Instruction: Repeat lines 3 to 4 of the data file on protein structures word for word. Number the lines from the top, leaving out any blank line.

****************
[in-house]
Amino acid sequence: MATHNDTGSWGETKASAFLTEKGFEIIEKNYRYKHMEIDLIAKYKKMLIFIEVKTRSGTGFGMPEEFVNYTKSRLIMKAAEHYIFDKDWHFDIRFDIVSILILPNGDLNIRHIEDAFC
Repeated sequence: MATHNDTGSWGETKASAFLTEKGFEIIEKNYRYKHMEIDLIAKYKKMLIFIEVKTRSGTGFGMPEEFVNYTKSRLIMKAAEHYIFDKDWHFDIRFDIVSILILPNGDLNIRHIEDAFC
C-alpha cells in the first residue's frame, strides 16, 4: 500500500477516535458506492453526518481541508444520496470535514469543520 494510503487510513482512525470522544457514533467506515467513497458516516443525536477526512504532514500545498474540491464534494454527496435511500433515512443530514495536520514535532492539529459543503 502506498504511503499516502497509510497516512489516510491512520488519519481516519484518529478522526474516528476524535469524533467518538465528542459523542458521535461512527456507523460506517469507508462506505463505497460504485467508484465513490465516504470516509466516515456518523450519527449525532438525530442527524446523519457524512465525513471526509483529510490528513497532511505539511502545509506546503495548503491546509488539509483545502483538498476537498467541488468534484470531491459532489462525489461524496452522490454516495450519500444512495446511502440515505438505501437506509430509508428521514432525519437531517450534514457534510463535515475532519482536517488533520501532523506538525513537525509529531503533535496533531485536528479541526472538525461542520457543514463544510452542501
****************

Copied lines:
Repeated sequence: MATHNDTGSWGETKASAFLTEKGFEIIEKNYRYKHMEIDLIAKYKKMLIFIEVKTRSGTGFGMPEEFVNYTKSRLIMKAAEHYIFDKDWHFDIRFDIVSILILPNGDLNIRHIEDAFC
C-alpha cells in the first residue's frame, strides 16, 4: 500500500477516535458506492453526518481541508444520496470535514469543520 494510503487510513482512525470522544457514533467506515467513497458516516443525536477526512504532514500545498474540491464534494454527496435511500433515512443530514495536520514535532492539529459543503 502506498504511503499516502497509510497516512489516510491512520488519519481516519484518529478522526474516528476524535469524533467518538465528542459523542458521535461512527456507523460506517469507508462506505463505497460504485467508484465513490465516504470516509466516515456518523450519527449525532438525530442527524446523519457524512465525513471526509483529510490528513497532511505539511502545509506546503495548503491546509488539509483545502483538498476537498467541488468534484470531491459532489462525489461524496452522490454516495450519500444512495446511502440515505438505501437506509430509508428521514432525519437531517450534514457534510463535515475532519482536517488533520501532523506538525513537525509529531503533535496533531485536528479541526472538525461542520457543514463544510452542501